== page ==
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Universal Music, 2002

1 CD 17 €
2 CDs 32 €

+ shipment
Belgium: 4 €
European Community: 8 €
Rest of the world: 15 €

  1. send us an e-mail at with the details of your order, your name and adress.
  2. deposit the exact amount into account IBAN BE71-7340-3344-1969 (BIC: KREDBEBB)
  3. as soon as we receive the payment, the cds will be sent to you

In Multiple Voice, the BL!NDMAN SAXOPHONE QUARTET offers an intense combination of contemporary music and medieval polyphony. By fading new and old music into one another, centuries become relative and consciousness of historical time is cancelled out. Thanks to the use of overdubbing (or electronic spatialisation in the live version), the quartet multiplies the four voices into an impressive carpet of sound, that make an Ockeghem and a Josquin sound as metropolitan as Harvey’s music: modern and sacral at the same time. Add the specific character of the saxophones to that very same sacrality, and one could hear Josquin’s moving Déploration de Joannes Okeghem almost sound like genuine blues.

compositional techniques
Contemporary works have always reflected age-old compositional techniques. The organum technique used by Leoninus and Perotinus, in which the voices develop in parallel, the 13th-century hocket technique in which the melodic lines is divided between several instruments, and also the imitation canon which, literal or not, repeats themes several times. Palindrome is a pure hocket piece, while Ricercare **Una melodia evolves from a literal canon to a canon by augmentation. Organum refers to Leoninus’s and Perotinus’s Notre Dame School, while Four2 takes the horizontal thinking of 15th-century polyphony to the extreme.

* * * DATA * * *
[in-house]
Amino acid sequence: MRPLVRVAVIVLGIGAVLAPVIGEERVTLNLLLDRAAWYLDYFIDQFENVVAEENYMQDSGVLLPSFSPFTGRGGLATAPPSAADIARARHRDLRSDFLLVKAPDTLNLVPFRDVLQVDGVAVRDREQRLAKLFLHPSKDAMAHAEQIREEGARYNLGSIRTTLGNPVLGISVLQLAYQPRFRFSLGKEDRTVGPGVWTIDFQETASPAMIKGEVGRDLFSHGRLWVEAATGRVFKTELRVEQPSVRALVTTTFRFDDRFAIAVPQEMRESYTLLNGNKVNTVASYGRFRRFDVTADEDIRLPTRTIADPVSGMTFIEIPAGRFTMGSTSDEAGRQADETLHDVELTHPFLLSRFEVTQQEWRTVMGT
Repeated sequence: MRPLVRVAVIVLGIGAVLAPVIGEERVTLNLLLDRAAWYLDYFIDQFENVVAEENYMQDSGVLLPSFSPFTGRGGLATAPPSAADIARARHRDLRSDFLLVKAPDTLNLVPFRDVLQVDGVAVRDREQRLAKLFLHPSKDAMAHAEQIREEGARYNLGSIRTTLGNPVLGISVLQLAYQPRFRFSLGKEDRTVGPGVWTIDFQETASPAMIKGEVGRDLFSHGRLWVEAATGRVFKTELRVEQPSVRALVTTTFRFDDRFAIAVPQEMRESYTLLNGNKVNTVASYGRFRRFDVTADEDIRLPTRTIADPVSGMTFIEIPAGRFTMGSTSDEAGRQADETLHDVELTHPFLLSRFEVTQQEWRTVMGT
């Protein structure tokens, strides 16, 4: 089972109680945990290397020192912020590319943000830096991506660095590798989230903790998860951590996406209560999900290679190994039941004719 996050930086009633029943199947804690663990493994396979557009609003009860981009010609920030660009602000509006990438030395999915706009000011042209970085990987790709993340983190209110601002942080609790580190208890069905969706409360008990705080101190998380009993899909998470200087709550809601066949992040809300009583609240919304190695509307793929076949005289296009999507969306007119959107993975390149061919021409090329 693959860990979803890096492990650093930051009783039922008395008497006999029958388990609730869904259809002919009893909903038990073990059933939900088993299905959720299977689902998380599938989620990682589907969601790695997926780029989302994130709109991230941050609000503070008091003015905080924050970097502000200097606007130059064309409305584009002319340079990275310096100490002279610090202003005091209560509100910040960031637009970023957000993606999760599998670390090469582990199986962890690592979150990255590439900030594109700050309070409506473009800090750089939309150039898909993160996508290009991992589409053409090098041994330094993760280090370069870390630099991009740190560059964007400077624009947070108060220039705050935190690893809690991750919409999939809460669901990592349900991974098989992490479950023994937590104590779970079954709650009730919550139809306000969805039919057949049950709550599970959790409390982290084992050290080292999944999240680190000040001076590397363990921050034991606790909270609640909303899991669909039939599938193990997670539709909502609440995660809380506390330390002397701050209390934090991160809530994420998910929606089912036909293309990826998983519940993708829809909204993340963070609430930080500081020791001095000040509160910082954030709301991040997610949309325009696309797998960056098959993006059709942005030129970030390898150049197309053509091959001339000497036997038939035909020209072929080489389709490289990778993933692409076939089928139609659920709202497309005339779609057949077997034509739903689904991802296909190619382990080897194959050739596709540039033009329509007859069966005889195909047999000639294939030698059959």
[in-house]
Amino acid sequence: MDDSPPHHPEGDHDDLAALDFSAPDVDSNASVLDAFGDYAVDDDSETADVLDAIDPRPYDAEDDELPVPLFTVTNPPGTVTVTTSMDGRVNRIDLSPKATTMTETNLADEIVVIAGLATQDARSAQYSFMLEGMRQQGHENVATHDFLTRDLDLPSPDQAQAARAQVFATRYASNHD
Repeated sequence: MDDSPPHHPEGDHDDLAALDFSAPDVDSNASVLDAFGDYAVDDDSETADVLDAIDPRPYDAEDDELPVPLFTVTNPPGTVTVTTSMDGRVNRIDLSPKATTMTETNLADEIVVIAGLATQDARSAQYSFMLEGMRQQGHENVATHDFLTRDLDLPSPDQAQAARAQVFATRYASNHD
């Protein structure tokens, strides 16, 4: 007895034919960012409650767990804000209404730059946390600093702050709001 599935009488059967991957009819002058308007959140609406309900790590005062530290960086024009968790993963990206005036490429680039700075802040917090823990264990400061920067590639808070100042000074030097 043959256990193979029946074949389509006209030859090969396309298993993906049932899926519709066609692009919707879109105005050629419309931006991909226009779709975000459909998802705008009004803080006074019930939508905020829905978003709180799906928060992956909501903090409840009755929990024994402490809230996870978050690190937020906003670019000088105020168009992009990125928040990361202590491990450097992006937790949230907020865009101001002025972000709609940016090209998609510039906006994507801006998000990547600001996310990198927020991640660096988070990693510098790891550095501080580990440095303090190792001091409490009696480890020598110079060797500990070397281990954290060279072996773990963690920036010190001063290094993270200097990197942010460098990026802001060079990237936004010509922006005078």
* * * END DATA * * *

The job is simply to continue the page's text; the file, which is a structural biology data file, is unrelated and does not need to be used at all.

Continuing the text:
Award winner Belgian classical radio Klara for best national release 2003


Eric Sleichim: concept & arrangements
Paul Van Nevel, Eugeen Schreurs: musical advice

BL!NDMAN [sax]
Koen Maas: soprano saxophone
Eric Sleichim: alto saxophone
Piet Rebel: tenor saxophone
Raf Minten: baritone saxophone

Universal Music, 2002, ref 472596-2


Leoninus, 1160-1180, Viderunt Omnes (Part I) – organum, 4 sax (1’48)

Perotinus, 1170-1220, Viderunt Omnes (Part I) – organum, 24 sax (3’45)

Johannes Ockeghem, c 1410 -1497, Deo Gratias – canon, 36 sax (5’52)

Thierry De Mey, 1984, Palindrome – hoquetus, 8 sax (6’22)

Pierre de la Rue, c 1460-1518, Myn hert altyt heeft verlanghen – canon, 4 sax (1’59)

Anonymous, 13th century, Motets CII & CIII – hoquetus, 4 sax (2’10)

Dominique Phinot, 1510-1556, Adieu Loyse – canon, 8 sax (1’19)

John Cage, 1990, Four2 – polyphony with aleatoric time shifting, 20 sax (6’53)

Johannes Ciconia, 1370-1411, Le Ray au Soleyl – puzzle canon, 4 sax (1’56)

Johannes Mouton, 1458-1522, Salve, Mater Salvatoris – canon, 4 sax (3’23)

Jonathan Harvey, 1987, Ricercare una melodia – canon, 1 sax (5’10)

Eric Sleichim, 1992, Organum – organum, 4 sax (5’26)

Josquin des Prez, 1440-1521 – Qui Habitat, canon, 24 sax (5’00)

Josquin des Prez, 1440-1521, La Déploration de Joannes Okegem – cantus firmus technique, 5 sax (4’25)

Knut Nystedt, 1988, Immortal Bach (after Komm, süsser Tod, J.S. Bach, ) – augmentation canon, 20 sax (4’36)


‘One could hear an Ockeghem and a Josquin sounding as metropolitan as Harvey’s music. Due to the specific sound spectrum of the saxophones, Josquin’s moving’ Déploration de Joannes Ockeghem’ almost sounded like genuine blues’ – Jan Vandenhouwe – De Standaard, March 2002